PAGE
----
Ejaz Haider

Policy prescriptions are the blackberries Heaney picked as a child. You can’t store them for long and if you do, you should be prepared for the disappointment that comes with the rot
Some friends think that having worked my fingers to the bone for several years, I should now sit down and write a book. They are generous towards me, but wrong. If humanity is to be divided between those who write books and those who don’t, I belong in the latter category.
There are many reasons why I will never write a book, the foremost being that the world is full of crappy books as it is. Adding another to that list may be good for my vanity but not enough reason to write a book.
But let’s list some categories of books, starting with poetry.
I consider writing poetry the most difficult undertaking even though judging by how many people think, and quite seriously, that they can invoke the muse, it would seem as easy and natural as belching after a hearty desi meal.
Which most such poetry is. But while belching may be natural, poetry requires naturalness of a different and much higher category, one that must be wed to an ear for the meaning and music of words. That requires a master. And poetry affords nothing less than the best.
Next is the novel. Novel-writing requires a different kind of talent and a different degree of difficulty. In a recent review of The Enchantress of Florence by Salman Rushdie, reviewer Amy Wilentz, herself a novelist, has this to say: “No style should be a substitute for a story. Plot is the hard work of novel-writing.” Clearly, she is not impressed with Rushdie’s “habitual high style of magical realism” and I agree with her.
The question is, how does one find the right balance, granting that there indeed is a right balance, some recipe which favours the palates of the majority even if it fails to get a Man Booker?
This is uncertain territory. One needs patience for it and that quality I do not have. Plus, evidently, one needs a story to tell and cleverly. I don’t have a yarn to tell and I am not clever enough to weave one. Neither do I have the ability to write beautiful, descriptive passages or write fiction that draws from reality and then creates an artistic masterpiece, regardless of the style, Spartan or baroque.
A few times that I did think of writing a novel — if one is not a PhD in these times, the easiest way to become a writer-celebrity is to write a novel that manages to sell — I found that I could not think of anything that others would be interested in reading. It should be obvious, I think, that people will only read what strikes them and I can’t think of anything that is profound or moving or magical or realistic or a combination of various techniques that novelists employ to write the unputdownables.
Somewhere lies some magic formula for the winner. It’s too much trouble finding it, though; besides, the only way one can begin the search is to start writing and go right through to the end. The lucky ones succeed, the majority fails. I am not even prepared to work out the probability, having read Nassim Nicholas Taleb. Here’s what he says about it through Brooklyn-born Fat Tony and academically inclined Dr John.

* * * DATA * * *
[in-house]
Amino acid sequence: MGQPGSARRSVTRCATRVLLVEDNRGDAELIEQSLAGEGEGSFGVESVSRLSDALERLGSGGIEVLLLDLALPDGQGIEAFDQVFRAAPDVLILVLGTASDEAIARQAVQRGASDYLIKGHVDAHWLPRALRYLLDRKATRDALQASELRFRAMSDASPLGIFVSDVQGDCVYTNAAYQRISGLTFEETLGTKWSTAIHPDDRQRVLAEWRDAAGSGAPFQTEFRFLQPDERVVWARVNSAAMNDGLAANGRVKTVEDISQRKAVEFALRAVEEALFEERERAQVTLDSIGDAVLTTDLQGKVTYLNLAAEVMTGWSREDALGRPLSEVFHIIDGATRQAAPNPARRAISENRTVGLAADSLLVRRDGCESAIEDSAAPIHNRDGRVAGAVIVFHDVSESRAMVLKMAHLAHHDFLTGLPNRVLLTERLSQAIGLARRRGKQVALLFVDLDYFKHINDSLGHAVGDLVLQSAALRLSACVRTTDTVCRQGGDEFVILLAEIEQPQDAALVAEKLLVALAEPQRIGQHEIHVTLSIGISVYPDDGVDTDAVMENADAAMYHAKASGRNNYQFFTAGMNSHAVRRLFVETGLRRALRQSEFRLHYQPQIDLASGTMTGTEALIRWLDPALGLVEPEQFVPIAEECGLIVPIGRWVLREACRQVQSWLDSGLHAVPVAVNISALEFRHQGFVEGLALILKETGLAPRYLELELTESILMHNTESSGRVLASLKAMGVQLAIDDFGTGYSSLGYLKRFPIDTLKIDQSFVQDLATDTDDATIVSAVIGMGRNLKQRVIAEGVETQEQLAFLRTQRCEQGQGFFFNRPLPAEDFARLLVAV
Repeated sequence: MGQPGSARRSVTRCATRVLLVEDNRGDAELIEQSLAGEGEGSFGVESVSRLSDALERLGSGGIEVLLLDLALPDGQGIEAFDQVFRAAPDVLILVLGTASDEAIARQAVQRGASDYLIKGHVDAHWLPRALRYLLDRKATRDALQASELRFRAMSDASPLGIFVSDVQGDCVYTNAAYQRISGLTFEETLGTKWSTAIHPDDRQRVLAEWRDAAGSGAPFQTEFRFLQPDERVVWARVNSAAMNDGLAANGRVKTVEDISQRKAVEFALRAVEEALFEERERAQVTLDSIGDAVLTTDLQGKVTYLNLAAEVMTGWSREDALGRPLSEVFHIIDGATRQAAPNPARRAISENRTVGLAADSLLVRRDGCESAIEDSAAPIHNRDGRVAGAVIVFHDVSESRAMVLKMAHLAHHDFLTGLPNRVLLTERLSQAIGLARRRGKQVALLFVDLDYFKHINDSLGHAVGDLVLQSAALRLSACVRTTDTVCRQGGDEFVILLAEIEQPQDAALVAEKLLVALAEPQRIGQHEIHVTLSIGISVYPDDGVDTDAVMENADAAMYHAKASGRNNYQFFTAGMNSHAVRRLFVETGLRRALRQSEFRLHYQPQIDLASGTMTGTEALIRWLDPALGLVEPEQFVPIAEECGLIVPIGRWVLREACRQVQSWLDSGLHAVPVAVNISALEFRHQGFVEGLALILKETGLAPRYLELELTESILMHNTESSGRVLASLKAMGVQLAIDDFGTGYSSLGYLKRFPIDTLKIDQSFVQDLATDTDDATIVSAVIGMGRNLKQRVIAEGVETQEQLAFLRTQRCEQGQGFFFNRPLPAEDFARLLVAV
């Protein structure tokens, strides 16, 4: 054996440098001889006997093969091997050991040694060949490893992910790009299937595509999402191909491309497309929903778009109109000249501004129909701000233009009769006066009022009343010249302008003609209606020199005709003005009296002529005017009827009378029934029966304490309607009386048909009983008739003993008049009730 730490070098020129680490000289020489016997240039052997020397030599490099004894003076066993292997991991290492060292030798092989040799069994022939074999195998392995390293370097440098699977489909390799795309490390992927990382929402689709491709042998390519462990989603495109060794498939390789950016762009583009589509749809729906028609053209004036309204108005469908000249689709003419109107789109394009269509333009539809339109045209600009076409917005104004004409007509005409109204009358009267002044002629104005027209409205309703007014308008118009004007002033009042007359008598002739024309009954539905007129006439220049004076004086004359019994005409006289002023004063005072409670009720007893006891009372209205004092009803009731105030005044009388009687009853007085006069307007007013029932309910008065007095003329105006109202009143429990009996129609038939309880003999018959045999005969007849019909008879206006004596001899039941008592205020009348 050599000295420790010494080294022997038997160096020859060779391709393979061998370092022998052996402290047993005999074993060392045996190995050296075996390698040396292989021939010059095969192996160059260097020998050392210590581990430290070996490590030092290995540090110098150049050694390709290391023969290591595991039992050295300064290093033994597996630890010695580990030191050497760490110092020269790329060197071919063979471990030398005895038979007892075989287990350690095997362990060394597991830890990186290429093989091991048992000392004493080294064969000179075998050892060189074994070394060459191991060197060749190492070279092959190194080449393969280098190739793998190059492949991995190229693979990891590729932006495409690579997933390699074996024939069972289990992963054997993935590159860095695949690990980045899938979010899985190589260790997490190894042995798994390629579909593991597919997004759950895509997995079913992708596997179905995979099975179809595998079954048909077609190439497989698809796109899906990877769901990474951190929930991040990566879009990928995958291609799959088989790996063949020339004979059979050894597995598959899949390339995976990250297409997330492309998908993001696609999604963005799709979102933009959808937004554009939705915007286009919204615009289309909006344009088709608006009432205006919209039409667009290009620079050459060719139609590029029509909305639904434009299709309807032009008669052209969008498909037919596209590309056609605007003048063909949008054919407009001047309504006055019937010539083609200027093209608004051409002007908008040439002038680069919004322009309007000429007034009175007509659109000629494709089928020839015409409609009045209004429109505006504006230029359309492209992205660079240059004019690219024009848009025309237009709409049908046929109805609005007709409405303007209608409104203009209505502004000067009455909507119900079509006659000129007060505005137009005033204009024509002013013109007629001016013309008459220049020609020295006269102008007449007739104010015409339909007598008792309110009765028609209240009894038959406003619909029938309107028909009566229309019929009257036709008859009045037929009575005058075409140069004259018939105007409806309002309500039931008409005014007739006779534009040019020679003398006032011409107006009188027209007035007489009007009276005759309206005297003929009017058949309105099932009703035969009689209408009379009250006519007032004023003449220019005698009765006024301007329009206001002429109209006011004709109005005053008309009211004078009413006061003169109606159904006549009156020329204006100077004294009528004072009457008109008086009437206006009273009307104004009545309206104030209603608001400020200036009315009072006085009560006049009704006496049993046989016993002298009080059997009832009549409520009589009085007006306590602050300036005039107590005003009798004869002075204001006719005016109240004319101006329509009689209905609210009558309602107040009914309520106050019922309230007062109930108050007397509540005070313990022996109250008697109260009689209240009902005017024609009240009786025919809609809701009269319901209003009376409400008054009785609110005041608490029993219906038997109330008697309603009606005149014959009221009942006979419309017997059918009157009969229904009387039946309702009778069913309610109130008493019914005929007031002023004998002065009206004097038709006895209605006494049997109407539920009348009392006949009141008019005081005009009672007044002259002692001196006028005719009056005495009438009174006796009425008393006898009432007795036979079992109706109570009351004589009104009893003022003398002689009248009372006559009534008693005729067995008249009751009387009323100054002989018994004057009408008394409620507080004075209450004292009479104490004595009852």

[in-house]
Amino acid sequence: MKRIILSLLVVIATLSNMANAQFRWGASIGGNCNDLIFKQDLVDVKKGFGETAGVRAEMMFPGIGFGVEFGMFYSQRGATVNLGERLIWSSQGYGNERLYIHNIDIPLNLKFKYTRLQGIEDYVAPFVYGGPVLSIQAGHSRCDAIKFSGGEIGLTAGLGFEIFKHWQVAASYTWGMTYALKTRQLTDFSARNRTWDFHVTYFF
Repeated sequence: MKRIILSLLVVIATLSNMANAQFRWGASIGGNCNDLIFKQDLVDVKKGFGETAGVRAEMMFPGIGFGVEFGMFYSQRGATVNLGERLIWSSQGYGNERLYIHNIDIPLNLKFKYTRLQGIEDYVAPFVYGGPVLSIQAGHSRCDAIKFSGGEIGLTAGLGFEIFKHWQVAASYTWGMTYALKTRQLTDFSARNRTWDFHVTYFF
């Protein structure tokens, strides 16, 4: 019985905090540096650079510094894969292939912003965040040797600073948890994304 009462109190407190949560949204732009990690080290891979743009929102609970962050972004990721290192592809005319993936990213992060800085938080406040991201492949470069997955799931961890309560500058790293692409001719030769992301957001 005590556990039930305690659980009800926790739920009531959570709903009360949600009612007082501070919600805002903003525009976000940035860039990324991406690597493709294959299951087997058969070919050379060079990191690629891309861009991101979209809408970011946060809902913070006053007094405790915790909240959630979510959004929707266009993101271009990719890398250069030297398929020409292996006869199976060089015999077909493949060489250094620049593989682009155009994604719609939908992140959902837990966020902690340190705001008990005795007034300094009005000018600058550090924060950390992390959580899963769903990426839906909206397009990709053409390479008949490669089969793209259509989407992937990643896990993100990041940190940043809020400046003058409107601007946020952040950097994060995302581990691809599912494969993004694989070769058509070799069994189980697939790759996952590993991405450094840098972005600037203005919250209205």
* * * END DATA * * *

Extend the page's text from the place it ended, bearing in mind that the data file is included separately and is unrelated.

If you toss a coin 40 times and it comes up heads every time, what is the chance of it coming up heads the 41st time? “Dr John gives the answer drummed into the heads of every statistic student: 50/50. Fat Tony shakes his head and says the chances are no more than 1%. ‘You are either full of crap,’ he says, ‘or a pure sucker to buy that 50% business. The coin gotta be loaded.’”
So there you are. Who wants to take that kind of chance towards success? Not me, and especially not when I also know I do not have it in me to tell a story. Plus, yes, for every good novel there are at least one million really bad ones. If 98 percent of the world can live happily without reading The Brothers Karamazov or War and Peace or Ulysses, to name just a few, surely it can live without being pained by my presumed profundity.
The third category is, broadly speaking, philosophy and theory: the big, conceptual book, some groundbreaking treatise, something that expands the frontiers of knowledge and understanding. Constituted as I am, it would be vanity at its most vain and bordering on vainglory, to even think I have it in me to write at that level.
Too many people have died unsatisfied deaths trying to deal with this vision-capability dilemma, a phrase I borrow from one of our best minds, Moeed Yusuf, who coined it to describe the existing discrepancy between India’s capabilities and its ambition. I mention the genesis of the term so no one can accuse Moeed of indulging in the pursuit of literary pleasures. He is happily virginal on that score!
So, what’s left? Policy. The domain no one wants to claim because it is so unsexy and thankless. Everyone wants this or that done but it takes some courage to shun the romance of the theory and get the boots dirty in the trenches. On the other hand, policy prescriptions themselves are so fleeting that I have seriously wondered if they need more than concise, crisp short pieces. Books should be about long-term ideas.
Policy prescriptions are the blackberries Heaney picked as a child. You can’t store them for long and if you do, you should be prepared for the disappointment that comes with the rot.
…Once off the bush
The fruit fermented, the sweet flesh would turn sour.
I always felt like crying. It wasn’t fair
That all the lovely canfuls smelt of rot.
Each year I hoped they’d keep, knew they would not.
There, then. For me, the job is cut out.

Ejaz Haider is Consulting Editor of The Friday Times and Op-Ed Editor of Daily Times. This piece also appeared in Friday Times. He can be reached at

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